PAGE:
2. Shop, Cook, And Eat Together

Shop, Cook, And Eat Together

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Exposing your children to the wonders of nature available around us in various shapes and colors is essential. To encourage dialogues about food and its merits, take your kids out with you to shop for locally available produce. Engage them in activities like gardening or cooking together (divide the chores). Most importantly, eat together as a family as this will help them waste less food. Studies show that eating with the family can bring down the thoughtless consumption of food and inspire everyone to have high-quality diets that keep them fuller for longer. This will reduce the tendency to reach out to unhealthy and least satisfying options (3). When they are involved in the whole process of preparing the meal, their interest in the food will be more.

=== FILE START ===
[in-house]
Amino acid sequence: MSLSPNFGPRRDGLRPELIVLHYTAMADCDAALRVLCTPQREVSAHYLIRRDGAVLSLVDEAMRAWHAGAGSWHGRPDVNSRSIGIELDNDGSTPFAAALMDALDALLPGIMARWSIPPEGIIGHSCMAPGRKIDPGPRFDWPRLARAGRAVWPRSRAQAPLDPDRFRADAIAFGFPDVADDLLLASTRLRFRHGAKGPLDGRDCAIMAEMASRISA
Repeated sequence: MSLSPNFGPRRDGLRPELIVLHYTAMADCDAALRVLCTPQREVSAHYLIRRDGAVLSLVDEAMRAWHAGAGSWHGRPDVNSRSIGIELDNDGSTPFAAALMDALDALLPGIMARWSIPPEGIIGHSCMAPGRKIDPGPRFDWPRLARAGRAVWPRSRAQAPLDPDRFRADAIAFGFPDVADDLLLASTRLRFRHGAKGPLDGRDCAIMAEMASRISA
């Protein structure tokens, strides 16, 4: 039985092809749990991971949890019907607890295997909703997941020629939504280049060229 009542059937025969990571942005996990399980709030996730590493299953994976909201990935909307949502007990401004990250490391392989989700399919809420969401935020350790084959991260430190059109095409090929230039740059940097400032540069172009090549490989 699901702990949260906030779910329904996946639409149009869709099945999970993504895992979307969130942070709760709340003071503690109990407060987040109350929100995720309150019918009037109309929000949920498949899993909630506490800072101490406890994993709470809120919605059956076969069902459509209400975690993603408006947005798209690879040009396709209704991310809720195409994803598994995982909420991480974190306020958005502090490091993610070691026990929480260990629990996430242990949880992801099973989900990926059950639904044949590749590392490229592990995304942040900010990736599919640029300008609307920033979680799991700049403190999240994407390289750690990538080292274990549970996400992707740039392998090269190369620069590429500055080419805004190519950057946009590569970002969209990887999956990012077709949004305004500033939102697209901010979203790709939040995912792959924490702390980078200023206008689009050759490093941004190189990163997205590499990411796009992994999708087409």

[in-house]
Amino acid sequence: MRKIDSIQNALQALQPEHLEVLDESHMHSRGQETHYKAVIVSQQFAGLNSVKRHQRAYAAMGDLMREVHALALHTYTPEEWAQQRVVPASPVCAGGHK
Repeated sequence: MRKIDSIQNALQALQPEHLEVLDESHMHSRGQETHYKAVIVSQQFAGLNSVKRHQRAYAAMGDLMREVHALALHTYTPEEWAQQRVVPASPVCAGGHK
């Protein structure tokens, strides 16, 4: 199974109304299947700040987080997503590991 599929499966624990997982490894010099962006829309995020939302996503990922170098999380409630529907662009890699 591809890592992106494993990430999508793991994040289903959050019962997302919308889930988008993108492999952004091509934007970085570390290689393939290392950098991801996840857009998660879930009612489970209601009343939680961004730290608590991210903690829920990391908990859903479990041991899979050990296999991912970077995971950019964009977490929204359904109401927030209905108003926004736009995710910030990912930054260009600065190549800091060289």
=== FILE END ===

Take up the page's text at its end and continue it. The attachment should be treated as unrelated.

3. Build Positive Conversations Around Food


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Making negative comments about food can drive kids into unhealthy relationships with food or even develop eating disorders. Conversations should center on eating fresh and natural foods. Help them practice intuitive eating, listening to what your body tells you — how much and how often to eat. As you begin to talk to your kids about food, they’ll soon start putting the “food for thought” into practice. Gradually but surely, they will develop a positive attitude towards fresh and organic food and naturally get inclined at preferring them over junk food. Here are some conversation starters that you can begin with your child today:

  • “Do you eat all the food that you take to school for lunch? What happens to the wasted food, if any?”
  • “What foods would you pick if given a choice? Why?”
  • “Do you share your food?”
  • “Can you think of a reason why we shouldn’t waste food?”
  • “What do you do with your least favorite food items?”
  • “What can you do to reduce food waste?”

4. Reuse the leftovers